/* */ Rosa Rubicondior: Evolution News - How Lizard's Teeth Fatally Bite Creationism

Monday, 18 October 2021

Evolution News - How Lizard's Teeth Fatally Bite Creationism

3D reconstruction of the skull of an Amazon racerunner (Ameiva ameiva) captured through an X-ray micro-CT scan. Complex teeth with multiple tips ("cusps") are visible on the jaws. This feature—also seen in the dentition of early mammals—evolved many times in independent lizard groups.
Image: Fabien Lafuma
Plant-eating lizards on the cusp of tooth evolution | University of Helsinki

A couple of Creationist articles of faith have taken a beating with another biology paper that refutes them without even trying, as usual. This time it is the evidence of transition from simple to complex teeth in multiple lineages of lizard in response to the advantages that a vegetarian diet had over an insectivorous diet, and then the evidence that this evolution towards increasing complexity sometimes went into reverse.

This reversal is contrary to creationist dogma that says evolution always involve increasing complexity and new information and that any loss of information (and so loss of complexity) is invariably detrimental.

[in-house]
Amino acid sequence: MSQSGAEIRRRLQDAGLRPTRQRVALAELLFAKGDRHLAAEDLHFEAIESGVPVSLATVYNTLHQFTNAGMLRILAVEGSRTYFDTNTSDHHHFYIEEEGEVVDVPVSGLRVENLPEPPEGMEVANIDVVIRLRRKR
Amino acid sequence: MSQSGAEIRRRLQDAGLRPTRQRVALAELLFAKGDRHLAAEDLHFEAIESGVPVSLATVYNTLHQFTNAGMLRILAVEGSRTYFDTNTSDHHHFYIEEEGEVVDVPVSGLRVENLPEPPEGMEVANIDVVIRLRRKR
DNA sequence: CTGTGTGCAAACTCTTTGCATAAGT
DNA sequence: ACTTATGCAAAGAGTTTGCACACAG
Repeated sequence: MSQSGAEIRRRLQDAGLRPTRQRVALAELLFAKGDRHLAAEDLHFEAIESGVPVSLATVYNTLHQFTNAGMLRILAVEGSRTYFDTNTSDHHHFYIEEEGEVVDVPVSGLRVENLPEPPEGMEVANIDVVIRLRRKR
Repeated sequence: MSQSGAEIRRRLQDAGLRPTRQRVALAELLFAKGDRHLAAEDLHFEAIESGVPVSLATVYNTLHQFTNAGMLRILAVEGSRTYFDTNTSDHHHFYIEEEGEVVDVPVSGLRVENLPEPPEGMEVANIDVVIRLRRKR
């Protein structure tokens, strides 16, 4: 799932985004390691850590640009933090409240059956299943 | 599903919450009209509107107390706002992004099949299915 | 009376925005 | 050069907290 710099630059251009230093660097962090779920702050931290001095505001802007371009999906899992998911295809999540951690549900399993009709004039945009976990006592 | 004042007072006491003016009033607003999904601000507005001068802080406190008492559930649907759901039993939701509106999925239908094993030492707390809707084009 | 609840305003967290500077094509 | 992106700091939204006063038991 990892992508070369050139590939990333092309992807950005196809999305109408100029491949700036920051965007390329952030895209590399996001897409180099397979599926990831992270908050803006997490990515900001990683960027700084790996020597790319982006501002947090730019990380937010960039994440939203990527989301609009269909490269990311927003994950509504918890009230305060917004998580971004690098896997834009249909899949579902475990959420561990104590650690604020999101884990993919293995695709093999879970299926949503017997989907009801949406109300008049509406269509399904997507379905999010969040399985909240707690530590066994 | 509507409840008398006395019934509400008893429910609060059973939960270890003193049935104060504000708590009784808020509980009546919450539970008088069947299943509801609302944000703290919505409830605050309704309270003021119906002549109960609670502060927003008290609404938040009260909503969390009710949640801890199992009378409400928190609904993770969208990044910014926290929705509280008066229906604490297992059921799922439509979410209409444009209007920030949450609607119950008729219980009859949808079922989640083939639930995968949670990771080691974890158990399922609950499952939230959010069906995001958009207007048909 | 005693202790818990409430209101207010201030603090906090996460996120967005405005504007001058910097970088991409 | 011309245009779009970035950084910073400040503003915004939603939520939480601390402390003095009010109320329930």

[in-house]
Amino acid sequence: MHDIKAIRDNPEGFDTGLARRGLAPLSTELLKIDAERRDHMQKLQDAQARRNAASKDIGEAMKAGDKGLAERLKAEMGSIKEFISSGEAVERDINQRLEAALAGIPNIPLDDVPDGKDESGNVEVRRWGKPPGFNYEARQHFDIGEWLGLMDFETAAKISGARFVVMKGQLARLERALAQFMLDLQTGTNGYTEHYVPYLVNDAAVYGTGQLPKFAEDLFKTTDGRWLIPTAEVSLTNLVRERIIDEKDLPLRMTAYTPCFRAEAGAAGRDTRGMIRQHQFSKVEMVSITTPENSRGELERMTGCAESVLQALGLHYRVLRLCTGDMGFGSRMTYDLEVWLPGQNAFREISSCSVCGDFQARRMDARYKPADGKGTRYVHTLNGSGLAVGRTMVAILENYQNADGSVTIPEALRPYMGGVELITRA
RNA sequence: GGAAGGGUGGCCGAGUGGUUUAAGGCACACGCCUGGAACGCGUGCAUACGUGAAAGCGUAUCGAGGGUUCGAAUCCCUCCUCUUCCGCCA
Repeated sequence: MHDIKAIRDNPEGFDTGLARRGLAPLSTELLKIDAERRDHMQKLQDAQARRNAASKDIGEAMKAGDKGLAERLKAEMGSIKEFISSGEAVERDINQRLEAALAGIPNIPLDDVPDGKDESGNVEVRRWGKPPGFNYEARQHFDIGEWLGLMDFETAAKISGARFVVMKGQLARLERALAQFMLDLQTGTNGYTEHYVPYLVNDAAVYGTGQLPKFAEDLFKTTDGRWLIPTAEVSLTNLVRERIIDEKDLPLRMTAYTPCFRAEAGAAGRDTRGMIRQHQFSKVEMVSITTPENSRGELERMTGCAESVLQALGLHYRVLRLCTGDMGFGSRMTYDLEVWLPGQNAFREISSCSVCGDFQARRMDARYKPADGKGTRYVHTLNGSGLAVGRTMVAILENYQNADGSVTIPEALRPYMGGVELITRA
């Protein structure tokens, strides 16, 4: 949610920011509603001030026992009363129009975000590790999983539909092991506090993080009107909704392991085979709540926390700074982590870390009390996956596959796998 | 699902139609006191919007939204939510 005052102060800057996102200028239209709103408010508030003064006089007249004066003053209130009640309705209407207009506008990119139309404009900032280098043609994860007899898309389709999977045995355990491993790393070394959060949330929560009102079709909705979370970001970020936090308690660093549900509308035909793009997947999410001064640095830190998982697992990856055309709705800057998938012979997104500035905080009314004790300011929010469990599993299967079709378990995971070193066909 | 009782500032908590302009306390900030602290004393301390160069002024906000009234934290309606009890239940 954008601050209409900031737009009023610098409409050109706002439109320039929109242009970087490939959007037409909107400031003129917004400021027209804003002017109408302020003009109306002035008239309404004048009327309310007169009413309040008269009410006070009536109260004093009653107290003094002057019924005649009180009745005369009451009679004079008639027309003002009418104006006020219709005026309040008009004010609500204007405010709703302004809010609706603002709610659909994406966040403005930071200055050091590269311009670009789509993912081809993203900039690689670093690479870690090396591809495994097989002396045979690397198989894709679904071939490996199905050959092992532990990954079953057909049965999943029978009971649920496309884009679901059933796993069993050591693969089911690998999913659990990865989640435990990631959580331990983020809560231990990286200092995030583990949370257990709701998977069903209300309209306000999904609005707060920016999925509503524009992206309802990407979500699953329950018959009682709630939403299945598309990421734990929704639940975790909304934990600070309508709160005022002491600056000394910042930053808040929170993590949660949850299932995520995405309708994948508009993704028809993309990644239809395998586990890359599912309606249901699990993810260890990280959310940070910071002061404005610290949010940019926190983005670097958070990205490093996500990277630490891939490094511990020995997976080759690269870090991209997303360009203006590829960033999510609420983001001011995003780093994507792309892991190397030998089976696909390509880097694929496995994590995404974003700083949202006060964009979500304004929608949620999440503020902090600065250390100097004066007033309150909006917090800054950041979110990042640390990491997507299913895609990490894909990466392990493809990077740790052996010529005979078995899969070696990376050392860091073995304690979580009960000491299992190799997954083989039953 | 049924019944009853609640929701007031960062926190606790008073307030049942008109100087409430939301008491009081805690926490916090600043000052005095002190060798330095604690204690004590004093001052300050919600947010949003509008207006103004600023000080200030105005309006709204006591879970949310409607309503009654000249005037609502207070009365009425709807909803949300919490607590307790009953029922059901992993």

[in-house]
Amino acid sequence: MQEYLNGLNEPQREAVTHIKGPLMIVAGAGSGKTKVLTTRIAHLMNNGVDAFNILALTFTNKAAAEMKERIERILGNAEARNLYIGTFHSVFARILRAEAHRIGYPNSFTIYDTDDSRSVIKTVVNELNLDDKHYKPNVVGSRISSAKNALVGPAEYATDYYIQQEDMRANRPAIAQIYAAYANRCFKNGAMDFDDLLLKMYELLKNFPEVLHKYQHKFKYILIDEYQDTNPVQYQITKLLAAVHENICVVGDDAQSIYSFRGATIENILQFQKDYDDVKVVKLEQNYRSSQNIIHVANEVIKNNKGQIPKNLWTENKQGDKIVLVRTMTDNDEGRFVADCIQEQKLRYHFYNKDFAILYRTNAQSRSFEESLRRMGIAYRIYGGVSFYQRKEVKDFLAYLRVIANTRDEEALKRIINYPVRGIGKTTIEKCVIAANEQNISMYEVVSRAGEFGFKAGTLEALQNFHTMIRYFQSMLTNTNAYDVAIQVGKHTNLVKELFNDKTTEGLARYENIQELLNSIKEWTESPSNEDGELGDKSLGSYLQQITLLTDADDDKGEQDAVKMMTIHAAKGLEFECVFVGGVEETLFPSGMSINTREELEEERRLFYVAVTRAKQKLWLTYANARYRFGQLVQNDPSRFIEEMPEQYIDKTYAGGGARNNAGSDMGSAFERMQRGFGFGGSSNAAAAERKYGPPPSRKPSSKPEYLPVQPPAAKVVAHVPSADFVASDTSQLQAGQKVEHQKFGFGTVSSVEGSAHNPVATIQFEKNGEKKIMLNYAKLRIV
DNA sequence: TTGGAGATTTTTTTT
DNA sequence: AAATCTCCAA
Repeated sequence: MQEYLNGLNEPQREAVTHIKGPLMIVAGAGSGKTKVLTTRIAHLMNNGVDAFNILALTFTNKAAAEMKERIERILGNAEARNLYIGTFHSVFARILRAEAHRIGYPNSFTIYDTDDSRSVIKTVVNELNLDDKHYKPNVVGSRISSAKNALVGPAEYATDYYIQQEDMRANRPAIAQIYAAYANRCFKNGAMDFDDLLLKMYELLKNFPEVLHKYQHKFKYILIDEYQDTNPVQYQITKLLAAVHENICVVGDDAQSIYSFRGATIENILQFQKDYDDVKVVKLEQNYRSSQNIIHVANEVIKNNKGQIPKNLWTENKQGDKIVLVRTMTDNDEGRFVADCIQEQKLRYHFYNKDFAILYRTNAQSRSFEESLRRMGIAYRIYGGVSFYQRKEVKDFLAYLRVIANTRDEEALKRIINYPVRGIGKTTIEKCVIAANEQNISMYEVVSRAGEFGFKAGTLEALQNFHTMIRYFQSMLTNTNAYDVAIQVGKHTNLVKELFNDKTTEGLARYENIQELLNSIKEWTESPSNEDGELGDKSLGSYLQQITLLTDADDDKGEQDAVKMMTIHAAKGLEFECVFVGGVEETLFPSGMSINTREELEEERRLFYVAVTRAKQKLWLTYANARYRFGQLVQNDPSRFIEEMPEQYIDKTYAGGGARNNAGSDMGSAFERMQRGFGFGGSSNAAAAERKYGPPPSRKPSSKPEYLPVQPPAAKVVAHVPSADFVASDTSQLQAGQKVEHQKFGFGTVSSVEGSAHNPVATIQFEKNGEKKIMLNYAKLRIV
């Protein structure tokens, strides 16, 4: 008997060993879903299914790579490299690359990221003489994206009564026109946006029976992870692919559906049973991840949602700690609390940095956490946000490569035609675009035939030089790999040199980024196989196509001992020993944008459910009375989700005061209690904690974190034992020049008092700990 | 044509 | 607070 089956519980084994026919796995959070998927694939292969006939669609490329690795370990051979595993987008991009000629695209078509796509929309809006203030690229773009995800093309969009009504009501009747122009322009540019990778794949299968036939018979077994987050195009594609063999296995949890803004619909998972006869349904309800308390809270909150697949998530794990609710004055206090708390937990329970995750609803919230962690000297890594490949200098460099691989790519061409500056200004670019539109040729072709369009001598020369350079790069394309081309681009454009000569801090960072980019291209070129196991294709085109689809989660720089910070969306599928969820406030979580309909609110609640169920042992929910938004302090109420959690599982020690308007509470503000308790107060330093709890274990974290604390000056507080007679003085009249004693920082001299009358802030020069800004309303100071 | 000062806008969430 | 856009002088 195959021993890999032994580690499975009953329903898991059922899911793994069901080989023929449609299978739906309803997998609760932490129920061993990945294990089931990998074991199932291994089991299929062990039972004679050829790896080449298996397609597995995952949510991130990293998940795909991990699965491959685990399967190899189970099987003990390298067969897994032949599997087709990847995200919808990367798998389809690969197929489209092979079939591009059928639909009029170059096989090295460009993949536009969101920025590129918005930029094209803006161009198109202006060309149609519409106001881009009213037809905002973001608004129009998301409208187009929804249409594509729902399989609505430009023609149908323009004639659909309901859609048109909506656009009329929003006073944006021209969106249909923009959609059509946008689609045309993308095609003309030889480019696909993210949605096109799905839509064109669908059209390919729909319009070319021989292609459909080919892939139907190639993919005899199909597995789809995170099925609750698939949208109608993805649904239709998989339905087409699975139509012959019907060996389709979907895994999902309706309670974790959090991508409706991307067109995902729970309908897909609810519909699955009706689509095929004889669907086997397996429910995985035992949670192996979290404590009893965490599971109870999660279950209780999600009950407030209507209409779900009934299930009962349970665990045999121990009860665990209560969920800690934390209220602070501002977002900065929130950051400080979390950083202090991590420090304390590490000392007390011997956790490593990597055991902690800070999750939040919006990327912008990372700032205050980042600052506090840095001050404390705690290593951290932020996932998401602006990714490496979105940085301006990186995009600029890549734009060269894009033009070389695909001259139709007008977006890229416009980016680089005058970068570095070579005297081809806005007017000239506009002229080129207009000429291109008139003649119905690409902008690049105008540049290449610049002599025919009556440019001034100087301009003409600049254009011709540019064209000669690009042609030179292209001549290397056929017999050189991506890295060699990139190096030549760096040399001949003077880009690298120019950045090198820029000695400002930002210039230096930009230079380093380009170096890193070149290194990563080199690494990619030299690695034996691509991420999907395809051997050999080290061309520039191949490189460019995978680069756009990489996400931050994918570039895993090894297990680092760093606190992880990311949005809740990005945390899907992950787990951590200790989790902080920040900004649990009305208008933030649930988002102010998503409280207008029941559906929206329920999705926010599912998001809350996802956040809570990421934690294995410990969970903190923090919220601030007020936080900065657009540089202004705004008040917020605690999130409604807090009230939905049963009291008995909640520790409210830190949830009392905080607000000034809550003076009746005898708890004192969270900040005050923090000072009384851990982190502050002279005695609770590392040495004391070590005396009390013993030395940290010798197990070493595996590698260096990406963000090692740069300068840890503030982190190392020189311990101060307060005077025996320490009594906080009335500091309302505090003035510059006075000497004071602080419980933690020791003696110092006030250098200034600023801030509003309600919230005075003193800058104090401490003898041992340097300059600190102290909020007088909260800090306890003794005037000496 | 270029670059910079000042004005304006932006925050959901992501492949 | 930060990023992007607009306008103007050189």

The paper is by a team of researchers from the Universities of Helsinki and Lyon and the Geological Survey of Finland, led by associate professor, Nicolas Di-Poï of the Institute of Biotechnology, University of Helsinki, and is published open access in Nature Communications. The Helsinki University news release explains:
Tooth shape is closely linked with diet

The teeth of squamates have received limited attention, even though they twice outnumber mammals in species numbers, and span many habitats and geographic ranges.

Professor Nicolas Di-Poï, co-author
Associate Professor
Institute of Biotechnology,
University of Helsinki, Finland
Scientists have richly documented the connection of tooth shape and diet in mammals, showing very diverse teeth fuelled their evolutionary success. But what about other toothed animals? The authors chose to study squamates, the group including lizards and snakes. “The teeth of squamates have received limited attention, even though they twice outnumber mammals in species numbers, and span many habitats and geographic ranges”, remarks Nicolas Di-Poï, Associate Professor at the Institute of Biotechnology, University of Helsinki.

The researchers performed comparative analyses on tooth shape and diet data for more than 500 living and fossil species. They found the ancestor to all snakes and lizards had simple peg-like teeth and fed on insects. Later, complex teeth bearing multiple cusps—similar to those of early mammals—evolved multiple times independently in different lizard lineages. The appearance of multiple-cusped teeth allowed some lizard groups to evolve more plant-rich diets, sometimes leading to even more complex teeth.

Lizards’ teeth evolution took two directions

This [loss of tooth complexity] came as a complete surprise, as complex teeth appear as a critical innovation for both squamates and mammals.

This work gives us a more nuanced understanding of how the same critical adaptation evolved in different vertebrate groups.